By Etuka Sunday with agency report.
PwC, in its new report, said its global capital project and infrastructure spending is expected to grow to more than $9 trillion annually by 2025, up from $4 trillion in 2012.
The report, for which Oxfords Economics provided research support, analyses infrastructure spending across 49 of the world’s largest economies which account for 90 percent of global economic output.
It covers five industry sectors – extraction, utilities, manufacturing, transport and social – and forecasts their impact on seven major world economic regions ((Western Europe, Latin America, Asia-Pacific, Middle East, sub-Saharan Africa, Former Soviet Union and Central and Eastern Europe).
It estimates the scale of current infrastructure investment and assesses the prospects for future investment from now to 2025. Overall, close to $78 trillion is expected to be spent globally between now and 2025 on capital projects and infrastructure.
The report finds that during 2011-12, the global infrastructure market rebounded from the global financial crisis, and will continue to grow between 6-7% yearly to 2025. The report shows that that the recovery will be geographically
uneven, led mainly by Asia, as spending overall shifts from West to East. The Asia-Pacific market will represent nearly 60 percent of all global infrastructure spending by 2025, driven mainly by China’s growth. Western Europe’s share will shrink to less than 10 percent from twice as much just a few years ago.
Long-term underlying trends in demographics, technology, natural resources, urbanisation and shifting economic power will continue to have an enormous effect on which areas of spending will grow. These paradigm shifts, together with a return to global growth are projected to drive significant spend for infrastructure worldwide for decades to come.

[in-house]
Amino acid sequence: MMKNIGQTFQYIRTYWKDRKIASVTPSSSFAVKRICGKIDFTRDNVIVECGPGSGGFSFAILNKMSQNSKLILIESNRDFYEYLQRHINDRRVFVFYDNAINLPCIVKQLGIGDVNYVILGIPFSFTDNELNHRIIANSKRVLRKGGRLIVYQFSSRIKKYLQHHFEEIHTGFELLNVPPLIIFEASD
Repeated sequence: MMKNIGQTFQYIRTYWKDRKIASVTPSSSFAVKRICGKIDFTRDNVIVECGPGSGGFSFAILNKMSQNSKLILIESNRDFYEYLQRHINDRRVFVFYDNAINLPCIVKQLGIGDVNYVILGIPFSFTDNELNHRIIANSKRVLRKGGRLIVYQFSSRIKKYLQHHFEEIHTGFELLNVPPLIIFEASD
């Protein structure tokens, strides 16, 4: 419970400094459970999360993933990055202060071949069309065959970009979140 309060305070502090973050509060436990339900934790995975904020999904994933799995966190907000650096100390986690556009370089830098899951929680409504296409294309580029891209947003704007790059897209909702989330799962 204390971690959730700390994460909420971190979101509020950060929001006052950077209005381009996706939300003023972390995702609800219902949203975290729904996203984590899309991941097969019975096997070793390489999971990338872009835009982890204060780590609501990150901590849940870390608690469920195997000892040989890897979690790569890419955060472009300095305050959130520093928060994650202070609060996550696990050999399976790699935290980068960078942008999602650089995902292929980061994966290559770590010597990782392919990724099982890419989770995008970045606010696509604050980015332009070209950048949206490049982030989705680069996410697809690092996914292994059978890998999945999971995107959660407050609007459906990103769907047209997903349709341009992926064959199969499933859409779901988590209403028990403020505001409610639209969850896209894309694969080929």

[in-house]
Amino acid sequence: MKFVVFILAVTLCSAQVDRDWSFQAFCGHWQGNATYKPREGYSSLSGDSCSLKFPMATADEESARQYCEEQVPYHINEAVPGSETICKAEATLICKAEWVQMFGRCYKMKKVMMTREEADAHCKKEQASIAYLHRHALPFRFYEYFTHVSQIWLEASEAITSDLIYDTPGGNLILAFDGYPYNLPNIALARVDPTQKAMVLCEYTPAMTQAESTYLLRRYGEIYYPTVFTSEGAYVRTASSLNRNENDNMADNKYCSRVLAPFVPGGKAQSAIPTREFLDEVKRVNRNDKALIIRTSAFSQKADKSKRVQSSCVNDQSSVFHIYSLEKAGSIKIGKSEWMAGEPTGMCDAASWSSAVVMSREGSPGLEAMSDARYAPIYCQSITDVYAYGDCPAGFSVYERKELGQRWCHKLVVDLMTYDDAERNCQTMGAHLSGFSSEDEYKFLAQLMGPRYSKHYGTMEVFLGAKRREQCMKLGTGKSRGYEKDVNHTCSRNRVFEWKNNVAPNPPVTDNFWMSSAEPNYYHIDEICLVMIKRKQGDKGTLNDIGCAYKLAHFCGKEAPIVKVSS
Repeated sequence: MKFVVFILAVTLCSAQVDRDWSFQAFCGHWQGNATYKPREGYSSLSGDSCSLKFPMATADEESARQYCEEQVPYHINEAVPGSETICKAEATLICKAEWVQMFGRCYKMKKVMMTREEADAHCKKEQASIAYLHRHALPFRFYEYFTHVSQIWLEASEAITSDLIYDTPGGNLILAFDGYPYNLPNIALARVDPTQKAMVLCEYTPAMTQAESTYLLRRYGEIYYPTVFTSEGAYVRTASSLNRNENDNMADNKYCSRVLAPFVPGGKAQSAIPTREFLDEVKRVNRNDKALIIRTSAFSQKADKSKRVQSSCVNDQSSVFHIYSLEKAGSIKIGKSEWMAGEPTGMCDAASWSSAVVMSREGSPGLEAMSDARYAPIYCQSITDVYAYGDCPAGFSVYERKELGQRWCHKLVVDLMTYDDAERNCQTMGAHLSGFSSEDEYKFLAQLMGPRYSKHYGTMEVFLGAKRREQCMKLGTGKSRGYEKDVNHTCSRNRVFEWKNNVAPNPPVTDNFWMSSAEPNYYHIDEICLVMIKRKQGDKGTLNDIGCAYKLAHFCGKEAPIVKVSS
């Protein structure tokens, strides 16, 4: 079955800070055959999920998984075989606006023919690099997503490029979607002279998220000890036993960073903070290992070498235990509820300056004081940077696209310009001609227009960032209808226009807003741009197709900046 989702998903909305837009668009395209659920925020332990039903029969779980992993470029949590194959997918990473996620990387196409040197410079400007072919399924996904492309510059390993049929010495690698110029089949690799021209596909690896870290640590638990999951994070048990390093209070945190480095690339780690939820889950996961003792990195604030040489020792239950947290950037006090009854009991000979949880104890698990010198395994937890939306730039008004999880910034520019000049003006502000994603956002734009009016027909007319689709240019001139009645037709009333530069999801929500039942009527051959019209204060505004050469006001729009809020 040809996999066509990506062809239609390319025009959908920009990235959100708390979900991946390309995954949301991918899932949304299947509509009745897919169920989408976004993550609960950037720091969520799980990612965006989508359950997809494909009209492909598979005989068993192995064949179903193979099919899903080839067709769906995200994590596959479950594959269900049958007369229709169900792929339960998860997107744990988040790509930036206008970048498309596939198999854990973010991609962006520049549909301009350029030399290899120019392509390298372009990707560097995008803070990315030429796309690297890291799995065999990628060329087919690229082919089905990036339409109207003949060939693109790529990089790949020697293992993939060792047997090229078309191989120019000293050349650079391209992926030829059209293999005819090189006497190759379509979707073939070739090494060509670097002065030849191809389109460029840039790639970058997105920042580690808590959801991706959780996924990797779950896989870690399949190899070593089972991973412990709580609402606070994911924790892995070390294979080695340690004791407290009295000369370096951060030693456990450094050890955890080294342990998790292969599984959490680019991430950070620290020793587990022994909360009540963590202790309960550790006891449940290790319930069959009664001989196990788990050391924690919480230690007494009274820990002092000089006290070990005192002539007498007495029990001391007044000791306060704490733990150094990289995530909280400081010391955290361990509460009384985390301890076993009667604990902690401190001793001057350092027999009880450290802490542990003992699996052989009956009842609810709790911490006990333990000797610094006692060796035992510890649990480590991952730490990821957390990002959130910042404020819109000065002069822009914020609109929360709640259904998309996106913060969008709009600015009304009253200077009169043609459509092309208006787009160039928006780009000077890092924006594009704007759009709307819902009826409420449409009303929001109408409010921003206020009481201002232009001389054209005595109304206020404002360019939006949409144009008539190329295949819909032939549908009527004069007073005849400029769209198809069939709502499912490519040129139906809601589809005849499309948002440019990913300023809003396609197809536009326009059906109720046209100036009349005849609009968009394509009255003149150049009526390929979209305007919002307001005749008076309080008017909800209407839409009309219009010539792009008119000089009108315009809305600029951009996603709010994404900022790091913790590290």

According to the PwC Head of Capital Projects and Infrastructure for Africa, Jonathan Cawood, “Emerging markets, especially China and other countries in Asia, without the burden of recovering from a financial crisis, will see much faster growth in infrastructure spending. The pace of urbanisation is also on the increase, with the biggest shift in urbanised populations likely in China, India, Ghana, Nigeria, and the Philippines. Urbanisation drives the demand for water, power, transportation and technology infrastructure.
Overall infrastructure spending in the sub-Saharan region is projected to grow by 10% a year over the next decade – exceeding $180 billion by 2025 – while maintaining its 2% share of the global infrastructure market.
Nigeria and South Africa dominate the infrastructure market, but other countries like Ethiopia, Ghana, Kenya, Mozambique, and Tanzania are also poised for growth. Growth prospects in most of the region’s economies look promising as they were not affected as much by the global financial crisis of 2008.